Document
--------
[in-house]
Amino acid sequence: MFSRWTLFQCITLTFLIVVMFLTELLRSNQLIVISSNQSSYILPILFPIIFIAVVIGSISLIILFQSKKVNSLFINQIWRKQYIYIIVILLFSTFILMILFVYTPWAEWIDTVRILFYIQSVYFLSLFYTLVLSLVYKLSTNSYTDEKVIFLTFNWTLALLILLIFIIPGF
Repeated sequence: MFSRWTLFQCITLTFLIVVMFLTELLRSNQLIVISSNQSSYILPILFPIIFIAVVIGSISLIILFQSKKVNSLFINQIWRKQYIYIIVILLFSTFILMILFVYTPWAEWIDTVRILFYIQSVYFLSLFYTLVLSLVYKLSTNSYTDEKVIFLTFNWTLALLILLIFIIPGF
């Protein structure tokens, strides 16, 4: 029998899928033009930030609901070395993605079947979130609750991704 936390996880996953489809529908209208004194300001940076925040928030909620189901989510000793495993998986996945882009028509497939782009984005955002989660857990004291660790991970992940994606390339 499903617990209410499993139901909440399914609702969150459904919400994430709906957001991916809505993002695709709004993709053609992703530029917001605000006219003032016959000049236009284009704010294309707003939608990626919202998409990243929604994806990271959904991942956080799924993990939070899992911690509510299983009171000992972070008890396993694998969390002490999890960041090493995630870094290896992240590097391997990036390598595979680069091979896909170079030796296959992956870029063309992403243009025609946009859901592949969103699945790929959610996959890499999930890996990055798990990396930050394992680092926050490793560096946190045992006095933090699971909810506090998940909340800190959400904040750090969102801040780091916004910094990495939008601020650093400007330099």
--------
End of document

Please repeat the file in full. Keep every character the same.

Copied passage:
[in-house]
Amino acid sequence: MFSRWTLFQCITLTFLIVVMFLTELLRSNQLIVISSNQSSYILPILFPIIFIAVVIGSISLIILFQSKKVNSLFINQIWRKQYIYIIVILLFSTFILMILFVYTPWAEWIDTVRILFYIQSVYFLSLFYTLVLSLVYKLSTNSYTDEKVIFLTFNWTLALLILLIFIIPGF
Repeated sequence: MFSRWTLFQCITLTFLIVVMFLTELLRSNQLIVISSNQSSYILPILFPIIFIAVVIGSISLIILFQSKKVNSLFINQIWRKQYIYIIVILLFSTFILMILFVYTPWAEWIDTVRILFYIQSVYFLSLFYTLVLSLVYKLSTNSYTDEKVIFLTFNWTLALLILLIFIIPGF
């Protein structure tokens, strides 16, 4: 029998899928033009930030609901070395993605079947979130609750991704 936390996880996953489809529908209208004194300001940076925040928030909620189901989510000793495993998986996945882009028509497939782009984005955002989660857990004291660790991970992940994606390339 499903617990209410499993139901909440399914609702969150459904919400994430709906957001991916809505993002695709709004993709053609992703530029917001605000006219003032016959000049236009284009704010294309707003939608990626919202998409990243929604994806990271959904991942956080799924993990939070899992911690509510299983009171000992972070008890396993694998969390002490999890960041090493995630870094290896992240590097391997990036390598595979680069091979896909170079030796296959992956870029063309992403243009025609946009859901592949969103699945790929959610996959890499999930890996990055798990990396930050394992680092926050490793560096946190045992006095933090699971909810506090998940909340800190959400904040750090969102801040780091916004910094990495939008601020650093400007330099």